3) The Shift is a Symmetrical holder. Meaning there is no difference between the left and right holders. They have the exact same rivet pattern and “down angle” to the steel. There is a lot of science behind this part and I’m not sure if this really made a huge difference but some people on here says this changes the distribution of weight and downward force into the steel this affecting stride and balance point. 

Again, there are some much more knowledgeable people than I on here and I’m just relaying my personal experience. I can’t personally comment too much on #3 because 1 + 2 were so prominent for me. 

Lastly I want to add that I know a few excellent skaters that kept the Shift holders and like them. Upon asking they all said that it was a bit of an adjustment but that after a few weeks they didn’t have any issues. 

I think it may come down to trial and error unfortunately. Good luck and I want to close by saying that my True’s are the best fitting and performing skate I’ve owned and I’ve owned many. Absolutely love the boot and will never buy a skate that isn’t built off a mold of my foot ever again. 

Edited by pucks_putts
  • Like 1

Share this post


Link to post
Share on other sites

I personally like the SHIFT holder a lot. The only downside is the limited selection of steel available. I know Bladetech will be releasing steel for the holder soon and I hope Flare does the same. 

  • Like 2

Share this post


Link to post
Share on other sites
1 hour ago, SkateWorksPNW said:

I personally like the SHIFT holder a lot. The only downside is the limited selection of steel available. I know Bladetech will be releasing steel for the holder soon and I hope Flare does the same. 

When they do, I hope there’s more steel on them than the Step True for Shift holders...  after a profile I feel like there’s not a ton of life left on the blade...

Share this post


Link to post
Share on other sites
4 minutes ago, JV23 said:

When they do, I hope there’s more steel on them than the Step True for Shift holders...  after a profile I feel like there’s not a ton of life left on the blade...

The new steel they have been shipping is significantly taller. Both the STEP steel (whats left) and the stainless and black steel.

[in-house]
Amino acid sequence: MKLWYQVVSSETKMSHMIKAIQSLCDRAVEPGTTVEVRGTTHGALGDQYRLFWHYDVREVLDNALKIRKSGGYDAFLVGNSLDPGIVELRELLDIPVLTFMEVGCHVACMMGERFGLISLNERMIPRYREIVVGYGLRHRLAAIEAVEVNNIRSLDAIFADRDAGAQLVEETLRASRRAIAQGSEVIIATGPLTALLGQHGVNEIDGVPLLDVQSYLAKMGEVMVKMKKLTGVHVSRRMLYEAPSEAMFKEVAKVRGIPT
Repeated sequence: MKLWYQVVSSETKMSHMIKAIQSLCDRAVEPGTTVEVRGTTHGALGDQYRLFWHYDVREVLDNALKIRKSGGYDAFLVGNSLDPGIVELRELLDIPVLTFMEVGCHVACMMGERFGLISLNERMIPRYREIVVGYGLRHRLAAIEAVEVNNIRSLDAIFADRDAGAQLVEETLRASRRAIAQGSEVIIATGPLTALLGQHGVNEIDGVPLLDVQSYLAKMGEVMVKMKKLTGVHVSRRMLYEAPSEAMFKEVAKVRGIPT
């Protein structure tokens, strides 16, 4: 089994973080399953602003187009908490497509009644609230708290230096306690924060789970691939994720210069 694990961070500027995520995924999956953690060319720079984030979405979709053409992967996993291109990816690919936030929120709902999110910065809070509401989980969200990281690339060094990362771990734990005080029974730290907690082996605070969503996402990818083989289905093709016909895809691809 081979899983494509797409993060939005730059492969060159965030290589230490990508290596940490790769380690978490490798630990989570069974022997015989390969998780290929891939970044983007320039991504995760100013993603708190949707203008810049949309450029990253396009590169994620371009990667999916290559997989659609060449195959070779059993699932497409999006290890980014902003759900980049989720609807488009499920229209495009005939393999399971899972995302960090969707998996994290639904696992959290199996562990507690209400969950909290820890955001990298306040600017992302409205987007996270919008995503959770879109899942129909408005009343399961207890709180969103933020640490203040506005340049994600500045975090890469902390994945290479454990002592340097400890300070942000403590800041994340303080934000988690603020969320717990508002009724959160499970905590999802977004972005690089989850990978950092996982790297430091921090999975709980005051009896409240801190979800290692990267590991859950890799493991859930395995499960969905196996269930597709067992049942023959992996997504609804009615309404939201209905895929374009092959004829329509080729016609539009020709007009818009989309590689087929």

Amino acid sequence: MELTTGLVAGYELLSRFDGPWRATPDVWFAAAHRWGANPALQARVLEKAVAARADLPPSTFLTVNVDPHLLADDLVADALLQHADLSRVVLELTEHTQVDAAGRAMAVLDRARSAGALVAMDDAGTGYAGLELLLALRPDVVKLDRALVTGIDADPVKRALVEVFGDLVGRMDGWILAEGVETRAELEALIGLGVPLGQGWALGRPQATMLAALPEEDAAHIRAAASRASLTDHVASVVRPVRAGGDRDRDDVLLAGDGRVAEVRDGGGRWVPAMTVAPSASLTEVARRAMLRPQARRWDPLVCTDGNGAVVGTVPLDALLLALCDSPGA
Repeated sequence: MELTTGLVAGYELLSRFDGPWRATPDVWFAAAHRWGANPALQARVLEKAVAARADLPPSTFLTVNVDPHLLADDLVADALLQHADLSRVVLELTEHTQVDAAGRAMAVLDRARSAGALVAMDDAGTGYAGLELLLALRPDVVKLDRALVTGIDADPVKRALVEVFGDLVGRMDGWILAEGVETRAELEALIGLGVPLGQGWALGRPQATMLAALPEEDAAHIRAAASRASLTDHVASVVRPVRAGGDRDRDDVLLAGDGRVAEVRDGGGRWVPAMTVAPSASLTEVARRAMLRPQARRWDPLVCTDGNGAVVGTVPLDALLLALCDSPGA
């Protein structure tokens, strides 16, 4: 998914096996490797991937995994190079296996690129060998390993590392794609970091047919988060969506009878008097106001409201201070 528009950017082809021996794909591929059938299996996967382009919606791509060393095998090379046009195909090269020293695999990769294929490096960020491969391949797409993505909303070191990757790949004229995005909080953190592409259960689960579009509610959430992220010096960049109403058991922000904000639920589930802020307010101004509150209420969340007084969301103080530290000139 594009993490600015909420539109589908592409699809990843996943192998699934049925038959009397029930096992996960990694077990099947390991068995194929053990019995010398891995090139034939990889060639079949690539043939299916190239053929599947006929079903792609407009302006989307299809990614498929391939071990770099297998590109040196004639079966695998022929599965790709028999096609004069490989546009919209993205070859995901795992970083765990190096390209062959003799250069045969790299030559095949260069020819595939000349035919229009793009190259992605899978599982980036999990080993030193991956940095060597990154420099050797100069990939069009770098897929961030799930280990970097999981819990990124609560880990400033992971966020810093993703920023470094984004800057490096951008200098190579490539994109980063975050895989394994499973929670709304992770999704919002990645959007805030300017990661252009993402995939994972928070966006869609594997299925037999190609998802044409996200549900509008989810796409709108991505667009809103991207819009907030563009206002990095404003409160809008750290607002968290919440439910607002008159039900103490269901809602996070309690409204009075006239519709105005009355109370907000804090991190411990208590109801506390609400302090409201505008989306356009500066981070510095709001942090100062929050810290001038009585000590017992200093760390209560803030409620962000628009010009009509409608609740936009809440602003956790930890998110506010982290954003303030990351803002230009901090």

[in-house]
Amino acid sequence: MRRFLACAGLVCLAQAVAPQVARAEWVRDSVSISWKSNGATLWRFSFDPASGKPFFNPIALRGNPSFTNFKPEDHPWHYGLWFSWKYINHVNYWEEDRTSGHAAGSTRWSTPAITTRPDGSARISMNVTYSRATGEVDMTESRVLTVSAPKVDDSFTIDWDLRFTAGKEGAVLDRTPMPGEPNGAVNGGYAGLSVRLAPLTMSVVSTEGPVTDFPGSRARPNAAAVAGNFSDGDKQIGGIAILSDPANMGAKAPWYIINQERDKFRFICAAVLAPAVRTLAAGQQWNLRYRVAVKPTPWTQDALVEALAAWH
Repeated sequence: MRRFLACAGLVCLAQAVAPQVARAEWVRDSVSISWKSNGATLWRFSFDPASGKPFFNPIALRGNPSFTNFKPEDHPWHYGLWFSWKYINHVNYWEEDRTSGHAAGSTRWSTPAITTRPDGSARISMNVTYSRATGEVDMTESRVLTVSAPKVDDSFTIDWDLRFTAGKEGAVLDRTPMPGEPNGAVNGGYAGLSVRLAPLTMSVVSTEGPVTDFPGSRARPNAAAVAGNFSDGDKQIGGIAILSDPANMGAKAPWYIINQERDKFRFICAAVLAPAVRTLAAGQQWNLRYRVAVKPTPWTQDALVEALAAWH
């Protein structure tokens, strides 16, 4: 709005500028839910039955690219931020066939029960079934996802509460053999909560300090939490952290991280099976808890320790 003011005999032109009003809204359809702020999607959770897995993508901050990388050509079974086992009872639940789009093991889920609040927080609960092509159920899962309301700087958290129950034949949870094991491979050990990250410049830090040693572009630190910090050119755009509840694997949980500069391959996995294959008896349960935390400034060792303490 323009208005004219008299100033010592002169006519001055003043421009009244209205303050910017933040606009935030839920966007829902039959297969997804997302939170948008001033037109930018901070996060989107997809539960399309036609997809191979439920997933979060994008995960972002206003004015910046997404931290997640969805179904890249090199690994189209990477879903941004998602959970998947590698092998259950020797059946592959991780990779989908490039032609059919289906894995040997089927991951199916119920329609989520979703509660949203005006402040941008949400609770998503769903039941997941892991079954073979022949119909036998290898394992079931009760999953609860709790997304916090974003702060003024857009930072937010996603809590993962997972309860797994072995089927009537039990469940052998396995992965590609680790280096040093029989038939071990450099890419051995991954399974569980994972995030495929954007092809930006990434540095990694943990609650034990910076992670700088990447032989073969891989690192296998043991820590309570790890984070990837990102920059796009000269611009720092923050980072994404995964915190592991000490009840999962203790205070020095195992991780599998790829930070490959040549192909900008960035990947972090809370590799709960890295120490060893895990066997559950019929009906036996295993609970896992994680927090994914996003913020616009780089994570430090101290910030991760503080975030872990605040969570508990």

They will also have DLC available directly from TRUE for the SHIFT holder sometime in 2021 as well.  

Edited by SkateWorksPNW
  • Like 1

Share this post


Link to post
Share on other sites
On 12/31/2020 at 9:38 PM, smcgreg said:

To renew my comments on this skate based on the experience with my son.  I guess I should mention his particulars:  15 yr old.  HS/AAA caliber.  Skates 5+ times per week.  Old skate is Mako.

So, we got him 6.5 TF9s for Christmas and determined those were too big.  So, we had to go down a size (or more, since the Makos were starting to hurt).  We went with 6s after trying 5.5s as well.  After baking he was thrilled.  They felt as comfy and well-fitting as his Makos.  So, he was excited to skate on them for the first time.  First impressions after the first skate, he was less than thrilled.  I've been very rigorous in keeping my expectations to myself.  I assumed there would be some major differences to deal with, but didn't want to influence his impressions and thought some things might be different, but better with adaptation.  Anyway....

1.  Boot was still comfy, so, no issue there.  Coming from Makos, that's a pretty strong testament.  Not one complaint on the first skate after coming from the most comfortable skate ever made... (retail).

2. Boot seemed heavy.  (I anticipated this one). 

3.  Said if felt like going from rollerblades back to ice.... no for-aft stability. 

4.  Turns were good.

5.  Shot sucked.  (again, I anticipated this since there is more height off the ice than his Makos).